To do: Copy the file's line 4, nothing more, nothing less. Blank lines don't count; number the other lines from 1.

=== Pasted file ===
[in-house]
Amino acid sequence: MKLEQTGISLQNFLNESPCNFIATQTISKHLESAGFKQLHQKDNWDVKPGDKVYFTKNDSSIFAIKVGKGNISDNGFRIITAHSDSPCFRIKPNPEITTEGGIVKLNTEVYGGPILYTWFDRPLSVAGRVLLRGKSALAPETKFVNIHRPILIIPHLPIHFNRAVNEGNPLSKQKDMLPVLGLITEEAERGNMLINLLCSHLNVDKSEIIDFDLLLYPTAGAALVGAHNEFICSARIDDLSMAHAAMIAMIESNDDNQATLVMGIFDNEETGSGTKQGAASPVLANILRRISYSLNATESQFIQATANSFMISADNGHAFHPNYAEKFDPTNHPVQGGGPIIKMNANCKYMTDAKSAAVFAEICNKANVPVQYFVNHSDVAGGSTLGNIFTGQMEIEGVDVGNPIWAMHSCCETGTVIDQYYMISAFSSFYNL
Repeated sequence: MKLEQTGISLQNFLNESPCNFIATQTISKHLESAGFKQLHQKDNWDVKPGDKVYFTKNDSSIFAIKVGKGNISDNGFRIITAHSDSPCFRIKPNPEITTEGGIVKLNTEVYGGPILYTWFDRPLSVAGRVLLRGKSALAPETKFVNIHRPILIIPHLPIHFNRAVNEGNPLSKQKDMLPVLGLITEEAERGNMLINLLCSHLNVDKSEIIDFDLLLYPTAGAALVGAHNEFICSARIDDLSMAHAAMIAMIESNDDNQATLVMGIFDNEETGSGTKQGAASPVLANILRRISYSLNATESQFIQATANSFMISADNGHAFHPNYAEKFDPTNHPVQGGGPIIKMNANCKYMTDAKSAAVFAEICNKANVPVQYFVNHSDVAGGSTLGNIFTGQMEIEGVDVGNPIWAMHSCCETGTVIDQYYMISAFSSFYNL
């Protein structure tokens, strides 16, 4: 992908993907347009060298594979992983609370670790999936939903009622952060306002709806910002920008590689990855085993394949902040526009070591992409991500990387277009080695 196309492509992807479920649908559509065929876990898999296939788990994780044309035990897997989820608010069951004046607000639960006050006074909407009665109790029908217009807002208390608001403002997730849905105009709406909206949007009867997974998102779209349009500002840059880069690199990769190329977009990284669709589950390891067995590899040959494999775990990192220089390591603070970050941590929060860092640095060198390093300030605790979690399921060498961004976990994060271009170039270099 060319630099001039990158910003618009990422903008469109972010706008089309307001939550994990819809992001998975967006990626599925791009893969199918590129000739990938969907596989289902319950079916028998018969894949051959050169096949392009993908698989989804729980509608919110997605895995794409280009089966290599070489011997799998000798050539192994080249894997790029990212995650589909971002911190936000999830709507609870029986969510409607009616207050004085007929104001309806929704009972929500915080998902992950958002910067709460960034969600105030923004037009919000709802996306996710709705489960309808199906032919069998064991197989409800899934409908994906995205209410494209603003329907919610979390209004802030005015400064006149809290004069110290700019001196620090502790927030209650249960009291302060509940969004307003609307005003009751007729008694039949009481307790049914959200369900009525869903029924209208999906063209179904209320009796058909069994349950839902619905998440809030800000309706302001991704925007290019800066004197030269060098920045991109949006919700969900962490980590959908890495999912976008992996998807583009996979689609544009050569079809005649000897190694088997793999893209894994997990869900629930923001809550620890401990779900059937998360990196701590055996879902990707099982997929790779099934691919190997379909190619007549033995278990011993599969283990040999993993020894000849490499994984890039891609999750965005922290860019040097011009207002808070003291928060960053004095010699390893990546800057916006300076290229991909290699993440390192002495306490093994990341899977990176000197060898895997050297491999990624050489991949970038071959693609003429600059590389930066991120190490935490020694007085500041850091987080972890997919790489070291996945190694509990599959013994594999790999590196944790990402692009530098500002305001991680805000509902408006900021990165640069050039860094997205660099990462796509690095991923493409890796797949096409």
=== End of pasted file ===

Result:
């Protein structure tokens, strides 16, 4: 992908993907347009060298594979992983609370670790999936939903009622952060306002709806910002920008590689990855085993394949902040526009070591992409991500990387277009080695 196309492509992807479920649908559509065929876990898999296939788990994780044309035990897997989820608010069951004046607000639960006050006074909407009665109790029908217009807002208390608001403002997730849905105009709406909206949007009867997974998102779209349009500002840059880069690199990769190329977009990284669709589950390891067995590899040959494999775990990192220089390591603070970050941590929060860092640095060198390093300030605790979690399921060498961004976990994060271009170039270099 060319630099001039990158910003618009990422903008469109972010706008089309307001939550994990819809992001998975967006990626599925791009893969199918590129000739990938969907596989289902319950079916028998018969894949051959050169096949392009993908698989989804729980509608919110997605895995794409280009089966290599070489011997799998000798050539192994080249894997790029990212995650589909971002911190936000999830709507609870029986969510409607009616207050004085007929104001309806929704009972929500915080998902992950958002910067709460960034969600105030923004037009919000709802996306996710709705489960309808199906032919069998064991197989409800899934409908994906995205209410494209603003329907919610979390209004802030005015400064006149809290004069110290700019001196620090502790927030209650249960009291302060509940969004307003609307005003009751007729008694039949009481307790049914959200369900009525869903029924209208999906063209179904209320009796058909069994349950839902619905998440809030800000309706302001991704925007290019800066004197030269060098920045991109949006919700969900962490980590959908890495999912976008992996998807583009996979689609544009050569079809005649000897190694088997793999893209894994997990869900629930923001809550620890401990779900059937998360990196701590055996879902990707099982997929790779099934691919190997379909190619007549033995278990011993599969283990040999993993020894000849490499994984890039891609999750965005922290860019040097011009207002808070003291928060960053004095010699390893990546800057916006300076290229991909290699993440390192002495306490093994990341899977990176000197060898895997050297491999990624050489991949970038071959693609003429600059590389930066991120190490935490020694007085500041850091987080972890997919790489070291996945190694509990599959013994594999790999590196944790990402692009530098500002305001991680805000509902408006900021990165640069050039860094997205660099990462796509690095991923493409890796797949096409």